Varicose veins are beyond an aesthetic problem.
They are expressly a health problem, chronic and almost always evolving.
Varicose veins of the lower limbs are surface veins that are injured and that have become progressively dilated, elongated, and tortuous. The dysfunction of this disease occurs at the level of the valves and walls of the veins, compromising the return of blood flow, in the ascending direction.
Its appearance has an important hereditary context, however, there are also precipitating factors. In women, pregnancy and the use of contraceptives, in the general population, prolonged standing or sitting.
People usually complain of pain in the lower limbs associated with a feeling of heaviness and fatigue, which worsen in the heat, with long periods of standing or sitting with the legs hanging. In women, these discomforts worsen in the premenstrual and gestational period. Associated with these symptoms are also frequent complaints of itching, tingling, heat, cramps, and oedema at the end of the day in the ankles and legs, which is proportional to the severity of the varicose veins.
"When there is a hereditary context, whether it is a woman or a man, prophylaxis and surveillance should be stricter, emphasizes Dr. Nivaldo Nunes. In these circumstances, it is recommended to consult a specialist in Vascular Surgery, so that a clinical evaluation can be carried out. and imaging (echodoppler) and a treatment was instituted."
The prevention of this disease is crucial for its appearance and progression:
- Remaining for many hours standing or sitting, especially cross-legged, must be fought;
- Regular exercise promotes muscle contraction and venous return, especially gymnastics, swimming, cycling or dancing. Sports that cause sudden movements should be avoided (for example tennis or basketball), as they require pressure variations in the veins that cause their dilation and decrease in venous return;
- The frequency of hot places should also be spared as they precipitate vein dilation. Conversely, performing cold water baths provides pain relief and reduces the sensation of heavy legs;
- Constipation and excess weight increase venous blood pressure and should also be monitored;
- Clothing that is too tight compresses the veins and hinders circulation and flat or very high shoes have the same effect, the option being 3-4 cm heels;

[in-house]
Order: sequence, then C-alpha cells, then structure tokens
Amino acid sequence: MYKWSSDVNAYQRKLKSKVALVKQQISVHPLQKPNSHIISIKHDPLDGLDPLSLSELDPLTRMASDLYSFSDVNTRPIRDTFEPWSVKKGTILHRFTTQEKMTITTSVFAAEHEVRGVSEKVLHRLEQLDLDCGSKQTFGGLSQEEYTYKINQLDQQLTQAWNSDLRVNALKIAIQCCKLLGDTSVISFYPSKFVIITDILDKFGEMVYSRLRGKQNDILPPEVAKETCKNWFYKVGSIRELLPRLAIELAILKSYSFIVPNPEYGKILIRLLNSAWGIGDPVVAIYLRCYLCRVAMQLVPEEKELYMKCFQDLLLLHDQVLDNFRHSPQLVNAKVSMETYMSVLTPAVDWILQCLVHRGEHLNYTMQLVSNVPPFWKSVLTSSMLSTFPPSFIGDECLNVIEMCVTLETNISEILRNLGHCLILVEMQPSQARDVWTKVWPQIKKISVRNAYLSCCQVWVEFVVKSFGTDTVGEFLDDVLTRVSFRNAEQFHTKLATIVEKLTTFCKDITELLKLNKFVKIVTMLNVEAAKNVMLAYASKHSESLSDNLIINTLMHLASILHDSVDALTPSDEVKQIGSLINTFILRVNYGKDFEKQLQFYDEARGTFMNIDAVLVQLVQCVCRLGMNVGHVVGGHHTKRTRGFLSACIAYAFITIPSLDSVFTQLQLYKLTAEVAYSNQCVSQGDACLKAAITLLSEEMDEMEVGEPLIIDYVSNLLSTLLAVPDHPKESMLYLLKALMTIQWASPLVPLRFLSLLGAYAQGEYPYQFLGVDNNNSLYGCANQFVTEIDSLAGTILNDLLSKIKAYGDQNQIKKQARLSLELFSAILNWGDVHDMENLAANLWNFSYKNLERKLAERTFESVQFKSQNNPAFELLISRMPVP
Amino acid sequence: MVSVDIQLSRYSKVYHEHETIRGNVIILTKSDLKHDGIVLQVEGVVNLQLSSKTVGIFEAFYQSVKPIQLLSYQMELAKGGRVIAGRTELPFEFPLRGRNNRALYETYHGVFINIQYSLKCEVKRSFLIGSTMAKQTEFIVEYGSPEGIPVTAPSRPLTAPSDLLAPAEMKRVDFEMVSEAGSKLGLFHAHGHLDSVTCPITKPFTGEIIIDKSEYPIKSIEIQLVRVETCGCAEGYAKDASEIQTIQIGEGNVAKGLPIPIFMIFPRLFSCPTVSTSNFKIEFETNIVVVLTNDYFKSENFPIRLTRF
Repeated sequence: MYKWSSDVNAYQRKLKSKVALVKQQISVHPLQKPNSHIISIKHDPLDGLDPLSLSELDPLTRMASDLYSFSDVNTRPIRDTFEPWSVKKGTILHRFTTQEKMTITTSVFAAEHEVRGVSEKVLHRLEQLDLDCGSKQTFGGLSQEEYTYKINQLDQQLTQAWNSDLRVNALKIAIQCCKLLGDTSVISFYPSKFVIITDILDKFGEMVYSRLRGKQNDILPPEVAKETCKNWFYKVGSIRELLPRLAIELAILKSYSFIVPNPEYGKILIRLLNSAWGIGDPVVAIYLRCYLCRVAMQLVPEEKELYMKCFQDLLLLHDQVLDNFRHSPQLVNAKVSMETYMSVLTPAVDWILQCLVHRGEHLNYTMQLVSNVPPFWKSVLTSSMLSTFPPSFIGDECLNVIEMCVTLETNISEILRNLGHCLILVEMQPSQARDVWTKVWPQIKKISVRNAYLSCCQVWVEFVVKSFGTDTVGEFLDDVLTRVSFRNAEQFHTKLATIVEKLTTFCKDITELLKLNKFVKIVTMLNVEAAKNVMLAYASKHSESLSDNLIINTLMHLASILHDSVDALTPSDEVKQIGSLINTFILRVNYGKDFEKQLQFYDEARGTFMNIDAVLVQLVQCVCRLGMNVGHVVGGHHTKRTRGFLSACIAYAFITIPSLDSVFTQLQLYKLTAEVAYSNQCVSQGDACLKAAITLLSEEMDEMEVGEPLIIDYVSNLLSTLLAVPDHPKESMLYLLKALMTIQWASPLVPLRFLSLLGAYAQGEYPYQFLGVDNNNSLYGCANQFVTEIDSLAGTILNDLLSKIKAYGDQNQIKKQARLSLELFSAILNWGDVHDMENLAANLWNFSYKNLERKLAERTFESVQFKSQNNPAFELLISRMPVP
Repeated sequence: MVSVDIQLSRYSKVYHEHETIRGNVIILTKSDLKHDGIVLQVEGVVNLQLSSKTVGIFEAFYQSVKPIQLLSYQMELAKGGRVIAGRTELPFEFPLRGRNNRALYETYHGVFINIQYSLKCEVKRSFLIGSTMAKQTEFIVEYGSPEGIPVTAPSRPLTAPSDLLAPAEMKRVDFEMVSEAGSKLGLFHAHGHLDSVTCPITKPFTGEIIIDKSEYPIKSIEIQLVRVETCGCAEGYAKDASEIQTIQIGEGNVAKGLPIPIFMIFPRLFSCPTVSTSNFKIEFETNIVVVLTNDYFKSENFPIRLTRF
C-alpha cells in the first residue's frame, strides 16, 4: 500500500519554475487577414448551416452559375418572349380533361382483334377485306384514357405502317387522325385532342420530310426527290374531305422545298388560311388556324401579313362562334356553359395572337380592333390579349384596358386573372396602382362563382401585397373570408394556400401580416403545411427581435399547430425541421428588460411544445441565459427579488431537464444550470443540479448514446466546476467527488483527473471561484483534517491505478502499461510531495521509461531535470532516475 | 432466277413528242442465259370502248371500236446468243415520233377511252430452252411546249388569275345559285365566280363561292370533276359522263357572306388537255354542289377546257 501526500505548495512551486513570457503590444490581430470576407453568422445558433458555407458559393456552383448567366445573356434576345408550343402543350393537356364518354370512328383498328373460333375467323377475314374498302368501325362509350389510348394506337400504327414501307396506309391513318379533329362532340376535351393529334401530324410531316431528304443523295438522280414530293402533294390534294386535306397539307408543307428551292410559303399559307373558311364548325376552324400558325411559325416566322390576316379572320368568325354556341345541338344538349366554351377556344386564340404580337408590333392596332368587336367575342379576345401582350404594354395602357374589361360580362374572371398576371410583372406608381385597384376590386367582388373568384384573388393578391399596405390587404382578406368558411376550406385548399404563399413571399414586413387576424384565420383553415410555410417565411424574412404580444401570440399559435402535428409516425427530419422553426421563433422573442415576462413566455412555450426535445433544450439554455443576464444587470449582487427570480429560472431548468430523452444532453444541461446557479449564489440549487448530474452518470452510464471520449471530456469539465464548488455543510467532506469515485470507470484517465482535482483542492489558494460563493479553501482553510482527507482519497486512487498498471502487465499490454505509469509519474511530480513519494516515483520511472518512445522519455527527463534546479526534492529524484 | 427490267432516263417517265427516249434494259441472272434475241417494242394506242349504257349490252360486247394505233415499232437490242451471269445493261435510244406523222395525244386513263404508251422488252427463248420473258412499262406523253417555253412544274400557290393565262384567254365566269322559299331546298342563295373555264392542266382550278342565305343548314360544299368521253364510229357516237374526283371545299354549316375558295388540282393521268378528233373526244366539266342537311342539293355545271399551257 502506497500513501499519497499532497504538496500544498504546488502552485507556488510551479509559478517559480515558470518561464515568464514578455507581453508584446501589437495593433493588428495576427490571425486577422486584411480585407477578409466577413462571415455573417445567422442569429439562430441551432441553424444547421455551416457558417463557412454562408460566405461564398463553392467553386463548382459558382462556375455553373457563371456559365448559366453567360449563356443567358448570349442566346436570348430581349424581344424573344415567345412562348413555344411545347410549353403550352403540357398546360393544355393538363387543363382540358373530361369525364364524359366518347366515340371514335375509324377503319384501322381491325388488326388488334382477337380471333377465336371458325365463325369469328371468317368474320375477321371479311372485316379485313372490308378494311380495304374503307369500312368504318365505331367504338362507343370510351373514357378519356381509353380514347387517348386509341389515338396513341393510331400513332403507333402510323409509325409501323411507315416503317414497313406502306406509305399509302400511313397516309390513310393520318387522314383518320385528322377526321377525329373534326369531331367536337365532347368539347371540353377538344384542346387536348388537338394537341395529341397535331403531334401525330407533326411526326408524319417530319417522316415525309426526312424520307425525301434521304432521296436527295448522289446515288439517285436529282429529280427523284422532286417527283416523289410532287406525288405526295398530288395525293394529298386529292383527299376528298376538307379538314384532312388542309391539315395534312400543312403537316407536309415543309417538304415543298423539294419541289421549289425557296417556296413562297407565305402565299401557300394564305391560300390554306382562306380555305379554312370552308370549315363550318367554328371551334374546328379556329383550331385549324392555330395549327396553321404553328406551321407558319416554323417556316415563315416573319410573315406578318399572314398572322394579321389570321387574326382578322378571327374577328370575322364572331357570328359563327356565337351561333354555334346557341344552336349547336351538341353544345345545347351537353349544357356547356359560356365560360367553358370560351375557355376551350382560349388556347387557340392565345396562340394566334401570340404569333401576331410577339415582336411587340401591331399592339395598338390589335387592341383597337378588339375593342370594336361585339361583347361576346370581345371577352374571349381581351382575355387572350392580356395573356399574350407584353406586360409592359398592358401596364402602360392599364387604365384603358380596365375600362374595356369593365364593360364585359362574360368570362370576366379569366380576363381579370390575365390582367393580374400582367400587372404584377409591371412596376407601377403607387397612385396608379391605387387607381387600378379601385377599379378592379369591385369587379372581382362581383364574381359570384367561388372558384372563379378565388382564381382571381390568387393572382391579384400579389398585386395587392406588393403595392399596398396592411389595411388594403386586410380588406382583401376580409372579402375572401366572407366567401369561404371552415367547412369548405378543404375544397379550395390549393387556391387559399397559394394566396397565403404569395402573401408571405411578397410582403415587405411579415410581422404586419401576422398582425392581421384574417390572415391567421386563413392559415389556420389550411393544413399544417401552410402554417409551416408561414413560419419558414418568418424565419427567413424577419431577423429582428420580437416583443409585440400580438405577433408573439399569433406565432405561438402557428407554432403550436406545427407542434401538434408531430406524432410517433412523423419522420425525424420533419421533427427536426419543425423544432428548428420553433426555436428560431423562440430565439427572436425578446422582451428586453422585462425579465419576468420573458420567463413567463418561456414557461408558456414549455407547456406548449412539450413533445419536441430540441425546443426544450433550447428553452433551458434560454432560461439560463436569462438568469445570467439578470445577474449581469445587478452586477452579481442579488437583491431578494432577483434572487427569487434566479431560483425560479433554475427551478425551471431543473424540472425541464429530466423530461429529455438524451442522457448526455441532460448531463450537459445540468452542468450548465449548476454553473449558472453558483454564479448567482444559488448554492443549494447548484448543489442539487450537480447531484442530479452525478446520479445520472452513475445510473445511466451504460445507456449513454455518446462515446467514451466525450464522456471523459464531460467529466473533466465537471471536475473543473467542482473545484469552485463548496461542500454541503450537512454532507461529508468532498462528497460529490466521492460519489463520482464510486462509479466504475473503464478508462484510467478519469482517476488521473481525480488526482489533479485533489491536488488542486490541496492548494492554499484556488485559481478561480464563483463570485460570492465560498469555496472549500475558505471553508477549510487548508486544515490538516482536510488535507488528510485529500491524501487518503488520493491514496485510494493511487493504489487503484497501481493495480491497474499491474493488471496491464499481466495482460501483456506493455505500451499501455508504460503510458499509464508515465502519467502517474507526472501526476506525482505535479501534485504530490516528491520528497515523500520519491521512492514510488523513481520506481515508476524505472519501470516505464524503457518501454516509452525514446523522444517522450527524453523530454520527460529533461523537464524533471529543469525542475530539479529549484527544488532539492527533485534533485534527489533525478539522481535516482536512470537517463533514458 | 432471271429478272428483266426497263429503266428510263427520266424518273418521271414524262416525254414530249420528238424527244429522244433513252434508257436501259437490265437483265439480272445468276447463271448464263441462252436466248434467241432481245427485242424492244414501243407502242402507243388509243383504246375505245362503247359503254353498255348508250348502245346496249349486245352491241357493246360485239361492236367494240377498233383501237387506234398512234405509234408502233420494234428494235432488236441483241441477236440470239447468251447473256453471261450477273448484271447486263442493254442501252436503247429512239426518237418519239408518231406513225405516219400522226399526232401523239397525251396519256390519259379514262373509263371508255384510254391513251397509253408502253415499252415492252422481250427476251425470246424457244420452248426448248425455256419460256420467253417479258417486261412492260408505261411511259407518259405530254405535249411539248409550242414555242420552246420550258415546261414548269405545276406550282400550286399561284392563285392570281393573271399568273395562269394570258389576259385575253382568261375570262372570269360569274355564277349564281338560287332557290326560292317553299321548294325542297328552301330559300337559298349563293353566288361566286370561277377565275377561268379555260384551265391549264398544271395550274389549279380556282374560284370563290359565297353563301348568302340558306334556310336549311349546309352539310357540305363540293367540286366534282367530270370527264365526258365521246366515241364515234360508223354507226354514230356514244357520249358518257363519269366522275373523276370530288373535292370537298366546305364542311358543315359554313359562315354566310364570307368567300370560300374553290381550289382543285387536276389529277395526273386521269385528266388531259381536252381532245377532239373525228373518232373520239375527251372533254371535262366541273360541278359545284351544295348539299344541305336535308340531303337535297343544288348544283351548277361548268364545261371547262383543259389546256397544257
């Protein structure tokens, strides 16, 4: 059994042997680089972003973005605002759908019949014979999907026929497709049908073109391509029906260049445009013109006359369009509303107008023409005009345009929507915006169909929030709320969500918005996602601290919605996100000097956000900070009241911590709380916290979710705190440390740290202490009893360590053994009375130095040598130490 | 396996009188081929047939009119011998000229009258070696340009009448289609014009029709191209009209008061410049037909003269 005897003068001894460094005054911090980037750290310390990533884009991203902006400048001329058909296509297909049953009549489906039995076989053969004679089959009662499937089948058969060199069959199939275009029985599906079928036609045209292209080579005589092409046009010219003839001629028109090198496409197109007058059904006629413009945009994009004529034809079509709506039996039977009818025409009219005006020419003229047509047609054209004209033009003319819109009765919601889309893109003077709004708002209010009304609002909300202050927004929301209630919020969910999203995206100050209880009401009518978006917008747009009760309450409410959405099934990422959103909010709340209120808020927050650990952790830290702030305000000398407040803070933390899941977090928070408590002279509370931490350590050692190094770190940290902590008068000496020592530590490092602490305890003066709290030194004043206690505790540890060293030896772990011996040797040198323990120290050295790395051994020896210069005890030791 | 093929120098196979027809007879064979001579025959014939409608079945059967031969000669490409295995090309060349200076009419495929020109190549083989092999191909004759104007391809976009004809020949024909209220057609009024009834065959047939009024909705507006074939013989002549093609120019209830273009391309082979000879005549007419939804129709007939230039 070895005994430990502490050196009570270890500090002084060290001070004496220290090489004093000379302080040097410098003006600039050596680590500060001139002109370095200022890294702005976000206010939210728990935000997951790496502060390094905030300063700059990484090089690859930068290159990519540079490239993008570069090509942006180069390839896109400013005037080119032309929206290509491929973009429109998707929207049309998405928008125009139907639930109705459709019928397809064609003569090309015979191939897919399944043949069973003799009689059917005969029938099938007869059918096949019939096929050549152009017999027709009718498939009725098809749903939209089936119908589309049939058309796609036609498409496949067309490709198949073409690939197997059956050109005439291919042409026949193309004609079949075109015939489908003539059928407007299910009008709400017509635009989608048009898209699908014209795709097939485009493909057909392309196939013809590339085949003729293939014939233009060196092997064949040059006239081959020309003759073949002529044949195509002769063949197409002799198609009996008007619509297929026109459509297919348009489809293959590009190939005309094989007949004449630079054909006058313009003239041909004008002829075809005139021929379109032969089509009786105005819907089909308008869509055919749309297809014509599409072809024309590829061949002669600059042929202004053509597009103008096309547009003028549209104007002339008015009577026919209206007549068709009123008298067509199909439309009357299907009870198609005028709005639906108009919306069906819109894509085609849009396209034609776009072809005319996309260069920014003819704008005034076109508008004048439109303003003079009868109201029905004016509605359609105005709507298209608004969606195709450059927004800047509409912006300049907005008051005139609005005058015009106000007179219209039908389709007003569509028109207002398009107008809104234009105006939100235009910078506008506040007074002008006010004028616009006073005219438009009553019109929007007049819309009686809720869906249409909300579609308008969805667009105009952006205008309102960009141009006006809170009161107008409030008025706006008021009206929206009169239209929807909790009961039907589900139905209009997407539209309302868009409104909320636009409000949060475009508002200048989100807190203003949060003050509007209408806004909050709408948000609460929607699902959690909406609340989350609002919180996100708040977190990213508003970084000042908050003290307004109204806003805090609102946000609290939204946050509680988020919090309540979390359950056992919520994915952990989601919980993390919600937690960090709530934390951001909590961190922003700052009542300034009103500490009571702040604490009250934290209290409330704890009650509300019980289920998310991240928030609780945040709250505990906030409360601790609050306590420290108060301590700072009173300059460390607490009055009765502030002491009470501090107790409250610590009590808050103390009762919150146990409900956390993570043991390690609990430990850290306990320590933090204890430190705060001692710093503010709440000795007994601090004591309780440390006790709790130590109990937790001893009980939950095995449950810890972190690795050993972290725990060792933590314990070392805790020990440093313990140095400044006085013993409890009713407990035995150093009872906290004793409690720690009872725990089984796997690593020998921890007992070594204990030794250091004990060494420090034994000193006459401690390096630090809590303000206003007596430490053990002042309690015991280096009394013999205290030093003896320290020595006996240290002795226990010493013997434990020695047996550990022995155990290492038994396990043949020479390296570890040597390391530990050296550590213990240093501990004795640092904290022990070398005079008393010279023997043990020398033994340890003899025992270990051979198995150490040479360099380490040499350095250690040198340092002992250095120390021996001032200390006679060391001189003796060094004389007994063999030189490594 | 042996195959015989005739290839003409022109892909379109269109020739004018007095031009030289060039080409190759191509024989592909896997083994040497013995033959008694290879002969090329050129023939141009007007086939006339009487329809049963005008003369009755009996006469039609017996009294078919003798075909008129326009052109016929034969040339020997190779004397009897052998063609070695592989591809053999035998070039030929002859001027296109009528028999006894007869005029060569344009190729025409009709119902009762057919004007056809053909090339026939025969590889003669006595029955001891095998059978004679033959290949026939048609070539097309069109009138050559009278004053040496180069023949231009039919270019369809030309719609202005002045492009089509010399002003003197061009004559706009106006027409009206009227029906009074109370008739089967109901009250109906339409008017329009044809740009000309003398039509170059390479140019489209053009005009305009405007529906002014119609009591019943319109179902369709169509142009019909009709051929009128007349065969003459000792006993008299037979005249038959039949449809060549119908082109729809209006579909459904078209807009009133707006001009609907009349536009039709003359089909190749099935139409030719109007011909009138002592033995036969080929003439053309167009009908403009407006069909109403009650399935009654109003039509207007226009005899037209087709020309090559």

- It is recommended to sleep with your feet elevated (10-15 cm) and perform movements with your legs before falling asleep;
- Massaging the legs respecting the venous return (from the bottom to the top) can alleviate.
Minimally invasive surgical techniques have provided very good results, namely thermal ablation by Radiofrequency or Laser and Sclerotherapy.
The Madeira Medical Center already has Radiofrequency available for the treatment of varicose veins, consisting in the introduction of a catheter with an electrode that allows the release of radiofrequency energy in the vein wall, leading to its ablation.
For Dr. João Oliveira, the greatest advantages of Radiofrequency for patients are those inherent to the generality of less invasive techniques: more safety and efficacy. “Fewer postoperative complaints (pain, bleeding, infections), absence of skin incisions and less aggressive anaesthesia (in some cases it can even be performed with local anaesthesia), while for the surgeon it is undoubtedly the highest degree of satisfaction of the patient, making it a very rewarding technique.
“The only precautions to be taken in the immediate postoperative period are the use of elastic stockings for 2 weeks, walking on foot and the local application of ice, with no significant restrictions on daily activities”, explains Dr. Nivaldo.
As for the possibility of varicose veins reappearing after radiofrequency treatment, “according to the studies carried out, it overlaps with other techniques, including classical surgery”, explains Dr. João Oliveira.
31, July 2020